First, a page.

A follow up on the history of presidents and the National Guard.
A reader writes in to note that Harry Truman's service in the Guard was very much like that from the 19th Century (see this post from this morning for an explanation.) And in fact Truman reentered the Guard as a way to get into World War I. He even, rather quixotically, tried to get back in for World War II.
As Truman's bio at the Truman presidential library says ...
From 1905 to 1911, Truman served in the Missouri National Guard. At the outbreak of World War I, he helped organize the 2nd Regiment of Missouri Field Artillery, which was quickly called into Federal service as the 129th Field Artillery and sent to France. Truman was promoted to Captain and given command of the regiment's Battery D. He and his unit saw action in the Vosges, Saint Mihiel and Meuse-Argonne campaigns. Truman joined the reserves after the war, rising eventually to the rank of colonel. He sought to return to active duty at the outbreak of World War II, but Army Chief of Staff General George C. Marshall declined his offer to serve.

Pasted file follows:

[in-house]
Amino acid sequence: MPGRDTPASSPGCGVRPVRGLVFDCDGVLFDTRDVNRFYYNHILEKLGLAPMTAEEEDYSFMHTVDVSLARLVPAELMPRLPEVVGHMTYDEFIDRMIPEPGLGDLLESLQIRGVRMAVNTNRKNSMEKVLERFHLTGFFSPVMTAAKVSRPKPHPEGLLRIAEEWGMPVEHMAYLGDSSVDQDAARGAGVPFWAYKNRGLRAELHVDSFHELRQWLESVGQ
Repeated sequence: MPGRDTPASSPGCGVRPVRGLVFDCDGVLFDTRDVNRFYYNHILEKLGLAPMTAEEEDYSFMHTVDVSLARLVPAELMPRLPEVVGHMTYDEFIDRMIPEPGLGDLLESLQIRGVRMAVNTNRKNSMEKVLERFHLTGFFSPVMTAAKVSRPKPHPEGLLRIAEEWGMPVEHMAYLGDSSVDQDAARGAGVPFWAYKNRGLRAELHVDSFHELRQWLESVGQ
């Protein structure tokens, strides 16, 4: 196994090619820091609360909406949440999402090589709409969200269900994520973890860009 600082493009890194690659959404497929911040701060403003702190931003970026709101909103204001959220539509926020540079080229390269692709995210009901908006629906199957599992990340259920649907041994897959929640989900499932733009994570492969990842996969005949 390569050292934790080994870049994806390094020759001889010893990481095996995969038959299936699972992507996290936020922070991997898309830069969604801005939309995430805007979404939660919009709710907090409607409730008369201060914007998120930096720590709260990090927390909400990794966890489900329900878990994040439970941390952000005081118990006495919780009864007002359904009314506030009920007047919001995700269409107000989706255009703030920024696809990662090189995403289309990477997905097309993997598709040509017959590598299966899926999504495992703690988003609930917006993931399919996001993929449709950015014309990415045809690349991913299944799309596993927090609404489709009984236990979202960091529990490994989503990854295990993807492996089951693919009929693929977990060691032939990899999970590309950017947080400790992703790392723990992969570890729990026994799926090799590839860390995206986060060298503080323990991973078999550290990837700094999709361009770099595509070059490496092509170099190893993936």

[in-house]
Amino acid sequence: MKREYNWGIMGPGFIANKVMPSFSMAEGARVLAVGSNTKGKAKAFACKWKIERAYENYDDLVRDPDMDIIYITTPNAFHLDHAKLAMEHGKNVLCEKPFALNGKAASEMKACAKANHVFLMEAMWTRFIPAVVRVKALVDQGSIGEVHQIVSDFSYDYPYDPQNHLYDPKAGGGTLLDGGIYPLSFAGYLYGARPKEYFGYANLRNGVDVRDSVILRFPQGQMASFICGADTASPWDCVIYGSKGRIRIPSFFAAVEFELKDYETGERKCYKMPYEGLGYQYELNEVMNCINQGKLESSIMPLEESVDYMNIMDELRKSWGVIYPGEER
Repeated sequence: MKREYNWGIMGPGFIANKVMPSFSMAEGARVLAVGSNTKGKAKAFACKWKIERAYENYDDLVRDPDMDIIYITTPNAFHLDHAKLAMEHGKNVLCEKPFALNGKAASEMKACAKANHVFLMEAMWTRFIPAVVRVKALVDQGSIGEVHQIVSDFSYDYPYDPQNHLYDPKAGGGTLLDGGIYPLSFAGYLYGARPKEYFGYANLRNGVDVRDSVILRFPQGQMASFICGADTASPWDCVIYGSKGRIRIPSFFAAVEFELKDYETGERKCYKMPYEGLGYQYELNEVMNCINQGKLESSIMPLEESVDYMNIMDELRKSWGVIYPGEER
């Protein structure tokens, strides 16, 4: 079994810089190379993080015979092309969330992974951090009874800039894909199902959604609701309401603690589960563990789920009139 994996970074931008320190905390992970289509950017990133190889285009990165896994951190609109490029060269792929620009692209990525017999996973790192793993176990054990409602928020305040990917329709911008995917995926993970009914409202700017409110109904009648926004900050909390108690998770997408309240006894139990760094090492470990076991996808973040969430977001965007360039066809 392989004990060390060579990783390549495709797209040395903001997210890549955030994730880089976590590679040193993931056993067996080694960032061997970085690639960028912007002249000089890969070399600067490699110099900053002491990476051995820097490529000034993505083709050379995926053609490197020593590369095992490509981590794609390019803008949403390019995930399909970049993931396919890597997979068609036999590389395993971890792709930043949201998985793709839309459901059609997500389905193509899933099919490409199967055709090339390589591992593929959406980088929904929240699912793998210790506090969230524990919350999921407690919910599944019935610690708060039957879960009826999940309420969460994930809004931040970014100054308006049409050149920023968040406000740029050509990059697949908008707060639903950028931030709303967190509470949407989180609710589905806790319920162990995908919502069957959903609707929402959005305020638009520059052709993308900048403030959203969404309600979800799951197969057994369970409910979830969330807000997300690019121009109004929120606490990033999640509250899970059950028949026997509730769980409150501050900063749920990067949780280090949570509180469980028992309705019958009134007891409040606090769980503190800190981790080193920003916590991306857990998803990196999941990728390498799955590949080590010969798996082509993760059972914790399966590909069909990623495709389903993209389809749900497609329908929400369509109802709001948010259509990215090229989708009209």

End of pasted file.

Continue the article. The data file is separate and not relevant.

If the <$Ad$>question is, how many presidents served in the National Guard? The real answer is, I believe, three -- including President Bush. If the question is how many served in the modern, post-19th century Guard, the question is basically one -- President Bush.
If the question is how many presidents entered the Guard in wartime to avoid combat, the answer is clearly one -- President Bush.
Here, though, there is one president in a roughly similar position. That was Grover Cleveland -- the 22nd and 24th president of the United States -- who paid for a substitute to take his place (yes, that was legal) after he was drafted during the Civil War.